Minimalism has taken over social media quite quickly over the last few months, and for good reason. The idea of decluttering your house and living with less use to be odd and for many extremely distant, constantly battling with the thoughts of "I will need this" never letting people let go of things int heir possession. Hoarding items all for the purpose of not wanting to let them go was the social norm.
Towards the tail end of 2019, this started to change with more and more channels and people speaking out against the "keeping up with the Jones'" mentality. Here are some things I learned when I decided to take on minimalism and merge it into my lifestyle.
1. Becoming a Minimalist doesn't mean All or Nothing.
Many people think that if they do something its 100% or nothing. Some odd reason it's just a pre-programmed notion in our heads. I was like this, I started removing all the excess clothing I had in my closet. If I hadn't worn it within a year I dismissed it and donated it to charity.
I would repeat this process over the next few months until I lost roughly 95% of my wardrobe and accessories (my partner was thrilled she got twice as much closet space). But I got addicted to decluttering and essentially tried to remove all clothing I had and wanted to rebuild it from scratch (spoiler: I did). I ended up with under 35 pieces of clothing all basically identical after the rebuild.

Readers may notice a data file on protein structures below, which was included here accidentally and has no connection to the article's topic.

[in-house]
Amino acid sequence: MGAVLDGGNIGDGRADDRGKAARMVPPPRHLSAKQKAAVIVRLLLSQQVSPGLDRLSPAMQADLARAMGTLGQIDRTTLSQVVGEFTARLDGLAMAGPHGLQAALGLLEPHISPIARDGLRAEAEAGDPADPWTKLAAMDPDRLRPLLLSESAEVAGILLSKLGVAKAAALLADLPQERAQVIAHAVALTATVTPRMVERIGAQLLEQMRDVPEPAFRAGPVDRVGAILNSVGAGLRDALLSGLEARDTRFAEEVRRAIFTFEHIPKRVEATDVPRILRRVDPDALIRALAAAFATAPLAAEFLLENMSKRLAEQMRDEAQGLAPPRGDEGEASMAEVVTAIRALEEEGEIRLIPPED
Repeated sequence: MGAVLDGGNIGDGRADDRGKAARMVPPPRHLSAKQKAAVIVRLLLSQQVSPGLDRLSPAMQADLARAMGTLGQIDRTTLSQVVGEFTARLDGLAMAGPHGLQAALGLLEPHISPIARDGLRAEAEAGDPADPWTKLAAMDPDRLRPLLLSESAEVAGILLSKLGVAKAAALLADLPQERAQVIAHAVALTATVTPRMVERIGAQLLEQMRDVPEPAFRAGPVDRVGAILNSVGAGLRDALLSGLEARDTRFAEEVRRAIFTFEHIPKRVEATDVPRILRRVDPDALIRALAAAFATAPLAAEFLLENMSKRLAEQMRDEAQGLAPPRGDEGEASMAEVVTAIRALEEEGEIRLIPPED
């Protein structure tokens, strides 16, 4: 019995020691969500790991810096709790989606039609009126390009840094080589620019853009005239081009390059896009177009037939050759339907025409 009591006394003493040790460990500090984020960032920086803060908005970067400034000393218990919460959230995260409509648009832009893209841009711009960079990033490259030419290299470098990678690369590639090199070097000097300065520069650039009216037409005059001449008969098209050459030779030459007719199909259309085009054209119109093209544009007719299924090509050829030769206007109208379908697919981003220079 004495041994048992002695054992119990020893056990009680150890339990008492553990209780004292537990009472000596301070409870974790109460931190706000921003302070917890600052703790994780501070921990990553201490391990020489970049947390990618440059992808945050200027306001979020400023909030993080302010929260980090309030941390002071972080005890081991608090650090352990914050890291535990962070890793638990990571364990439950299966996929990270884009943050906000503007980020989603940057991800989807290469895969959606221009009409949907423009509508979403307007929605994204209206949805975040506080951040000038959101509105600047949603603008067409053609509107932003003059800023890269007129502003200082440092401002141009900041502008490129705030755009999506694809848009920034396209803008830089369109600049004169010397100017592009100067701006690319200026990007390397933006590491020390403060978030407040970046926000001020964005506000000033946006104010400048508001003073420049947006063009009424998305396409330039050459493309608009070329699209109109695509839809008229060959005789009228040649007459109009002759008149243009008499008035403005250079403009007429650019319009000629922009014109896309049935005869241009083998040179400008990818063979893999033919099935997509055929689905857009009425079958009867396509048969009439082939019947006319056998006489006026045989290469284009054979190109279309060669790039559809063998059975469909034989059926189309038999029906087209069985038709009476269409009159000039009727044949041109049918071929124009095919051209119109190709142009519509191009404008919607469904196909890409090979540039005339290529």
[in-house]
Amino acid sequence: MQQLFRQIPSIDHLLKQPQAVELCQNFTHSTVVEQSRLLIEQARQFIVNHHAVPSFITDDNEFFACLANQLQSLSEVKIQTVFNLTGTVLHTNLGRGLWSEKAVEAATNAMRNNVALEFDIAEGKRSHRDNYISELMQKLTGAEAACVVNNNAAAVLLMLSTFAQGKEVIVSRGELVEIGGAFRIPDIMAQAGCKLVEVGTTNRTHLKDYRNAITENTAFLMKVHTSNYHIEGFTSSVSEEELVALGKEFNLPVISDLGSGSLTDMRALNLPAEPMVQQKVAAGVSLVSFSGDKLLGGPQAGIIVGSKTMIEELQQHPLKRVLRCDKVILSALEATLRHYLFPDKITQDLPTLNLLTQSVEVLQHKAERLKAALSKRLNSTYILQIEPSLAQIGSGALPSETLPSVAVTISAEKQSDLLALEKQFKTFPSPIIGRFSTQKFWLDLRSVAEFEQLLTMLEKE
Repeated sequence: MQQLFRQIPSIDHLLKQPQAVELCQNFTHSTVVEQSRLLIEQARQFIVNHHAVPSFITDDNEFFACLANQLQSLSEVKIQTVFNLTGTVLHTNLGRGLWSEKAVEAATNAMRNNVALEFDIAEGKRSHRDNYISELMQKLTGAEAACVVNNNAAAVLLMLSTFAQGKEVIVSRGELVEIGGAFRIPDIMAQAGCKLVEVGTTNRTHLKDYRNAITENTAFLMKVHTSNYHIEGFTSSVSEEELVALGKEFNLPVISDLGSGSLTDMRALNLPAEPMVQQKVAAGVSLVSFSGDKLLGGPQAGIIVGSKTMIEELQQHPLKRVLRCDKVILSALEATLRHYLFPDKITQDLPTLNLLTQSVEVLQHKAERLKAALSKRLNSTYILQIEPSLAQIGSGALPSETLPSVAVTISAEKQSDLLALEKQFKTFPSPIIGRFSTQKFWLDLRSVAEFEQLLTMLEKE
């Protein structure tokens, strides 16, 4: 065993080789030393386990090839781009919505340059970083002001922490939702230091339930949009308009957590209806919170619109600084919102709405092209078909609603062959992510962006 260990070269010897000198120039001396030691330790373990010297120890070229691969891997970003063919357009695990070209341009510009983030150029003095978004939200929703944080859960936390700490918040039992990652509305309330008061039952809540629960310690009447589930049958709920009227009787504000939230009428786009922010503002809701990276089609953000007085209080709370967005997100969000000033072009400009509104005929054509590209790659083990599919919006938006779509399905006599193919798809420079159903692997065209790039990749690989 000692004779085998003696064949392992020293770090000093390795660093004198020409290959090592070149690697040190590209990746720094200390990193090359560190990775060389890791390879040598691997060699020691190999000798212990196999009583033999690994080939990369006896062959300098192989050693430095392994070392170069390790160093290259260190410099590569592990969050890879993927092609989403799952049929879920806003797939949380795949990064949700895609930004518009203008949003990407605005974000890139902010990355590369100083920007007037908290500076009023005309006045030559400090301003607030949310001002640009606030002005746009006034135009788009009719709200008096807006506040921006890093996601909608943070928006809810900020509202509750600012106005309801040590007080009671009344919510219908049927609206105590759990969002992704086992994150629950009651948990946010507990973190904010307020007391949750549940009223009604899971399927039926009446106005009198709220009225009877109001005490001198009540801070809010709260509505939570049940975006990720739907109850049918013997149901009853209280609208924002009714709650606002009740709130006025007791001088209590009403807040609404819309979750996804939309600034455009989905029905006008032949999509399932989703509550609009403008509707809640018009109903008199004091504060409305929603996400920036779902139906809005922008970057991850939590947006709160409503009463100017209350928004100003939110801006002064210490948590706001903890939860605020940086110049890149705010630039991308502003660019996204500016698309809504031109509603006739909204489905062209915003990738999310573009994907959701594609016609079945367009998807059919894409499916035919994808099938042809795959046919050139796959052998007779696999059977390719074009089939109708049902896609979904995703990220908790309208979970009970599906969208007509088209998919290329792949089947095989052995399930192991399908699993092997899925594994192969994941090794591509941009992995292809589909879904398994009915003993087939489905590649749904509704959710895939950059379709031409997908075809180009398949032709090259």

You DO NOT have to do this nor do I recommend it because for some they sell everything and then rebuy an entire wardrobe and actually never end up decluttering.
2. More money, less stress.
What first started as a test to see if I could do it ended up being something I loved so much. Having no clutter in the house and not spending money on things I didn't need, taught me what things I really wanted. Things like money for traveling, less stress and not caring about what anybody else thought. I would wake up every morning and choose one of 8 black shirts I had in my closet and one of 3 pairs of jeans and then got on with my day.
3. More room for the things you really want.
Living like a minimalist doesn't mean you have to let go of everything you love, you don't have to get rid of those old video game consoles you have been collecting or sell off half of all your photography equipment. Trust me as someone who has quite a bit of equipment for photography and video work it's not something I'm just going to get rid of because I love it and it makes me happy to use it. Minimalism is simply living with less on your own accord.
By removing all of the things within my house that did not serve a purpose, I had room (and money) to onboard higher quality goods throughout my home, I am much happier now with spending money on higher quality items rather than having to buy 3 cheaper alternatives that end up breaking or me getting annoyed/bored with them.
Hopefully, I didn't scare you too much, but I can definitely say if you decide to go with the slow living lifestyle or living with less, it does take a lot of stress and anxiety out of your life and leaves you with more than you think it would.